So you’ve been asked to give a wedding toast. Congratulations! That is quite an honor, and the happy couple must care for you very much. However, we understand that preparing a speech is nerve-wracking for the vast majority of people. Public speaking is regularly listed as a top fear. Giving a toast can be intimidating whether it’s an intimate wedding of 20 or an elaborate affair of 800. Unfortunately, truly great speeches tend to not stick in people’s memories as well as the awful ones. The good news is that if you don’t know where to begin, we have prepared plenty of tips to get you through it, from the writing process to your final delivery on the big day.
- Keep it under five minutes, no matter how funny or touching you think the toast is. Under. Five. Minutes. The guests are either waiting to eat, dance, or enjoy cake at this point. This is the most important rule. If there are more than three people giving toasts, keep it even shorter. If the newlyweds give you a shorter time frame, stay within it.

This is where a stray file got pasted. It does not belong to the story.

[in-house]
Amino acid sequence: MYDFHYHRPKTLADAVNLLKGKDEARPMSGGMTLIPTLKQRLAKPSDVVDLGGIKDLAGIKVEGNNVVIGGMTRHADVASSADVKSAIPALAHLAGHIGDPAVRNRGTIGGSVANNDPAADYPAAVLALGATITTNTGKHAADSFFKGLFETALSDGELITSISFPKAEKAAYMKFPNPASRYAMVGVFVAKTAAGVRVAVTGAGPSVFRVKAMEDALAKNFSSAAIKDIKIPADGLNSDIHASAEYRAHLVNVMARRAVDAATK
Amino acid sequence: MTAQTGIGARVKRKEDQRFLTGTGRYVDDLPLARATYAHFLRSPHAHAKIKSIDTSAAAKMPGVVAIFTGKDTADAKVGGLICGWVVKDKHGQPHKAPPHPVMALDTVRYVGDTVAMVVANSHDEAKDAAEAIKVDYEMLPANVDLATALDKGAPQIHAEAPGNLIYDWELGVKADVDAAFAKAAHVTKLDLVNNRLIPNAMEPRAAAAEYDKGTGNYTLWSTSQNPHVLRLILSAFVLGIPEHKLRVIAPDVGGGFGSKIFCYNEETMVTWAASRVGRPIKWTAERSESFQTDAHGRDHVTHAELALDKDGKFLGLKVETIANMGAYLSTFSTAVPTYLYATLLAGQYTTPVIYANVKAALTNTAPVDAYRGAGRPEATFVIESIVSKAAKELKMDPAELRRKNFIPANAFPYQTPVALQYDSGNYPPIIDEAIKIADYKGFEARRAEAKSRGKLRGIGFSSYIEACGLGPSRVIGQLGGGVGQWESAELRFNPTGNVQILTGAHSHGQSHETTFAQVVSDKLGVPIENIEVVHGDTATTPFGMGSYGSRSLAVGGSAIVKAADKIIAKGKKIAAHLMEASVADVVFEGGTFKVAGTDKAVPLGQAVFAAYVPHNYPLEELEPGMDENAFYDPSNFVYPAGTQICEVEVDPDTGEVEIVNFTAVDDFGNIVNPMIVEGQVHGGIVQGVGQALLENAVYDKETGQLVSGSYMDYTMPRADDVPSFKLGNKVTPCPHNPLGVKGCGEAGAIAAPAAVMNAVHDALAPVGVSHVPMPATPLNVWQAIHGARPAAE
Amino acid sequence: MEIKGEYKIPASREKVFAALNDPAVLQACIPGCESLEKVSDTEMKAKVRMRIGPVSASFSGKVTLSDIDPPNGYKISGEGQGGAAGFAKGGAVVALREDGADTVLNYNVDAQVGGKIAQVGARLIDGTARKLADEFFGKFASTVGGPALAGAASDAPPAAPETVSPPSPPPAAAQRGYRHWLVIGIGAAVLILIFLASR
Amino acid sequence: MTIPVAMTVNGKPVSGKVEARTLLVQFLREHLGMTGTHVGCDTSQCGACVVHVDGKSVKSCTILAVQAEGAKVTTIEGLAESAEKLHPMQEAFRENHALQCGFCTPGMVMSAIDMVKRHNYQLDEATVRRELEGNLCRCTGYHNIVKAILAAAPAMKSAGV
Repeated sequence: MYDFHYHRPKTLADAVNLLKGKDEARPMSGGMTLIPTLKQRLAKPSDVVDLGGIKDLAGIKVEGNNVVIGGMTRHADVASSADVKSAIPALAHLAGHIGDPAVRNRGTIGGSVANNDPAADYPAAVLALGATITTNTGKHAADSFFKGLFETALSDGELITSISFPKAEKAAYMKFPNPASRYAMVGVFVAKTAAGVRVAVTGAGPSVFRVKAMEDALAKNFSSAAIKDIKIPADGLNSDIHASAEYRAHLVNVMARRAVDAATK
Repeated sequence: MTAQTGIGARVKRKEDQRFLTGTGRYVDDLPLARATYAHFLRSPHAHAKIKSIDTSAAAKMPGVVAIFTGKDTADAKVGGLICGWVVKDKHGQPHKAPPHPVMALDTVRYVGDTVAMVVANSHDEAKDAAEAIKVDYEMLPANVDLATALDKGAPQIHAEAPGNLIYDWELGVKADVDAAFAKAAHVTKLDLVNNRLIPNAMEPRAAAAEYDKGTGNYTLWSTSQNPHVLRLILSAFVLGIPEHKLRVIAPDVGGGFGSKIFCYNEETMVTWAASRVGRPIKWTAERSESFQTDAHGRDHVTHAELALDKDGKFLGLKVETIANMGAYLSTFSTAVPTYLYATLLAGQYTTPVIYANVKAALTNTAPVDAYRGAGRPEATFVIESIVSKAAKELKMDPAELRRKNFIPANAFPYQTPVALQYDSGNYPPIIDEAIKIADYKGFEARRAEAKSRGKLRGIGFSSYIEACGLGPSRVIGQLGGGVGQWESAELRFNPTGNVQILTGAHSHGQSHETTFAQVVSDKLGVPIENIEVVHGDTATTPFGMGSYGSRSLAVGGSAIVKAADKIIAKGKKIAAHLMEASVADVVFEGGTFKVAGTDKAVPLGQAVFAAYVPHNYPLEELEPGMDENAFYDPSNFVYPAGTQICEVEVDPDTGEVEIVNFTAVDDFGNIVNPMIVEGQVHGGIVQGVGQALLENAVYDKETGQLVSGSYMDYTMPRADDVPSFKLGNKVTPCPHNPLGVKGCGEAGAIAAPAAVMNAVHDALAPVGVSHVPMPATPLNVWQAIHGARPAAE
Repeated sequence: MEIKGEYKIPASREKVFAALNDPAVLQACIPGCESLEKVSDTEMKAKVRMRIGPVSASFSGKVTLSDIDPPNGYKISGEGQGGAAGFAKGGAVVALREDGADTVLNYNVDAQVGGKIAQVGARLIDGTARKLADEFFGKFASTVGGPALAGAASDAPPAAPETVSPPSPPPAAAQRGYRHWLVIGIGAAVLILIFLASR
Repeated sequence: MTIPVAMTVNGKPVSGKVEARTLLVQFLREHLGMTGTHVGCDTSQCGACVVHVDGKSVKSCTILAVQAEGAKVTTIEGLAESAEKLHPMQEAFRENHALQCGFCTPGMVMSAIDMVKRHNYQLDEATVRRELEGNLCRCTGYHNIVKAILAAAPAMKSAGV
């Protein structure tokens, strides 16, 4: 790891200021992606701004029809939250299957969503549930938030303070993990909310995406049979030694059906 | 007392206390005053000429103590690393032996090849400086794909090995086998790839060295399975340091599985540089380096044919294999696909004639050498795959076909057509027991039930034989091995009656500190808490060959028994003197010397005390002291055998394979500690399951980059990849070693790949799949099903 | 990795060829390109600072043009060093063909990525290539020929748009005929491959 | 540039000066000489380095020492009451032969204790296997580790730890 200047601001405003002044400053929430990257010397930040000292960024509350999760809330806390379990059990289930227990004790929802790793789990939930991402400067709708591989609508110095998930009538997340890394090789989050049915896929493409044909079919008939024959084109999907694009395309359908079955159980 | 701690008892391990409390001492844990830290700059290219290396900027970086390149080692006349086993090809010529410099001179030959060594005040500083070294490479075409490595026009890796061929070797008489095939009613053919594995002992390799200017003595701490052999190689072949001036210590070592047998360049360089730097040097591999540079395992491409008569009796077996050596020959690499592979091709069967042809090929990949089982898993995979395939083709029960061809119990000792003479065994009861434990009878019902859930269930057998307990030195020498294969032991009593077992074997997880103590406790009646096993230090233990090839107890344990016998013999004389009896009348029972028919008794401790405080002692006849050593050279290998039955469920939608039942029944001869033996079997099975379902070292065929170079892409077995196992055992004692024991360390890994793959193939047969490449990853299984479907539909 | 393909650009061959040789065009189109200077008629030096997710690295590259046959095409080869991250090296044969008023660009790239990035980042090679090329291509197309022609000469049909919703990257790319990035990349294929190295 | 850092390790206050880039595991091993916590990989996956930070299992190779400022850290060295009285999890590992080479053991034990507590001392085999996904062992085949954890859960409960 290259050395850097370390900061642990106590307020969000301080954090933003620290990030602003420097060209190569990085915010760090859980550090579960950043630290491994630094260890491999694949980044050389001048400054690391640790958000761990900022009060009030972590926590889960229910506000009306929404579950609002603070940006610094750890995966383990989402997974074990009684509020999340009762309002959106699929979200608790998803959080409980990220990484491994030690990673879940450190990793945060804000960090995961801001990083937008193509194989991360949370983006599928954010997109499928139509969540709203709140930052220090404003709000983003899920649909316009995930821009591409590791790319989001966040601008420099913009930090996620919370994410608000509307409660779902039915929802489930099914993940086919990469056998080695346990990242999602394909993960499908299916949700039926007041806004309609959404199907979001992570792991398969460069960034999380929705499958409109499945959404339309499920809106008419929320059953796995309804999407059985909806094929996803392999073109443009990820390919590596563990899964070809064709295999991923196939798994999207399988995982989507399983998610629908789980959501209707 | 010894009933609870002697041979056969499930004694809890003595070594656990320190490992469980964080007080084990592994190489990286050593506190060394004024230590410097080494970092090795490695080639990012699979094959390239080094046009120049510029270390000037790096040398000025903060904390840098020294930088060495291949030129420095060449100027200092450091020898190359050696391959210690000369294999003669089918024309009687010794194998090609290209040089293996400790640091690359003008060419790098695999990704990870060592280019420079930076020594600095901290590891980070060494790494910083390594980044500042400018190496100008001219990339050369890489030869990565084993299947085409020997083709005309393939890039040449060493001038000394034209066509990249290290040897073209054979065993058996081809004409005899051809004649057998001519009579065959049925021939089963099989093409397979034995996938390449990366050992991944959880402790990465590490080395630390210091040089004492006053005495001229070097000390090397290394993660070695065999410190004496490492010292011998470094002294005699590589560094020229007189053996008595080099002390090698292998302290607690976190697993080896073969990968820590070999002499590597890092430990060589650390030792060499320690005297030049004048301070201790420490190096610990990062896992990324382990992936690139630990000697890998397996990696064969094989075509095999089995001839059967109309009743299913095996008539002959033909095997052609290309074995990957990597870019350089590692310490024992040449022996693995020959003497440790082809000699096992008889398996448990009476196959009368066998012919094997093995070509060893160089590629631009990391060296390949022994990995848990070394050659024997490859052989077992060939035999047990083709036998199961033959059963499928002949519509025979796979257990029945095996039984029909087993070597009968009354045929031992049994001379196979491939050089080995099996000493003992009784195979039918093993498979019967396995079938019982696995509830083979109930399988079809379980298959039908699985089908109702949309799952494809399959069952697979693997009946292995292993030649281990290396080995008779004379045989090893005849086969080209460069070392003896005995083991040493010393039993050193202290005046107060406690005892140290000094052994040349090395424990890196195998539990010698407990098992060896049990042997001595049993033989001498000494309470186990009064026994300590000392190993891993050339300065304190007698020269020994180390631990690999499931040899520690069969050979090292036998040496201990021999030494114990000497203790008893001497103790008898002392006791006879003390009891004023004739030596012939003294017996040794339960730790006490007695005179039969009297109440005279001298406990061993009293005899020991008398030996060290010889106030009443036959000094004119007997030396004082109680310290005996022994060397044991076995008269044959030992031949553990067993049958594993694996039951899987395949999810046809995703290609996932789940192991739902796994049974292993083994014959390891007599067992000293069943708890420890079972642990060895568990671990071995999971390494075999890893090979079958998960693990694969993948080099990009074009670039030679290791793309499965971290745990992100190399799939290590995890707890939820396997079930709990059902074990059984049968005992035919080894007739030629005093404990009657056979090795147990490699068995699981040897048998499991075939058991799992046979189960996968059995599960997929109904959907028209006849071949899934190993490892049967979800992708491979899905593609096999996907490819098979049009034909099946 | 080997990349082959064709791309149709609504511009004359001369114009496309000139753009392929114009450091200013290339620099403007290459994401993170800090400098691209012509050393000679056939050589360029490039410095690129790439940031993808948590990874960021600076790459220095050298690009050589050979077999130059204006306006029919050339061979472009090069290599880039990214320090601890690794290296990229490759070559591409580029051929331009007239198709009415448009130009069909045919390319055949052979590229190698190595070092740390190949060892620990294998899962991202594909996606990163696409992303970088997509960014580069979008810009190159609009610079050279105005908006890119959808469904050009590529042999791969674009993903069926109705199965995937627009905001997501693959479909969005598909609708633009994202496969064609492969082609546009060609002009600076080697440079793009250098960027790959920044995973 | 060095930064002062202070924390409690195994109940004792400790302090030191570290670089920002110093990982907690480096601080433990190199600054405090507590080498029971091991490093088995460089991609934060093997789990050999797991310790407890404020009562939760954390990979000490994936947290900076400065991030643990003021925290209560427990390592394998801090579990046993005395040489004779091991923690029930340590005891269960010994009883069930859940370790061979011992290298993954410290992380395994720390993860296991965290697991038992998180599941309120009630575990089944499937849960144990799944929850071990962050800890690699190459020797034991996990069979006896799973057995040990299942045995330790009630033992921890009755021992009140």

- Be sincere, short, and sweet. "Unfortunately, super-long speeches are the norm. The problem with those is by the time you get to that emotional moment or the big punch line, no one laughs because they tuned you out 14 minutes ago," shares You Stay Classy Wedding People author Jason Drake. "And yes, reading from your phone sounds as bad as it looks. You can remember all 900 words to 'Ice Ice Baby,' but can't remember a couple nice things about your friend/sibling?"
- It’s okay to read off the toast, but practice anyway. Have you ever done karaoke to a song you didn't have memorized? It’s still hard with the words in front of you! Delivery is key, whether you're hoping to make the crowd laugh or well up with tears.
- Be sure to talk about both people in the couple, even when you’re closer to one. It’s awkward when the speaker goes on and on about their sibling and friend, with nary a thought towards the new spouse.
Opening photo by Jay Lawrence Goldman Photography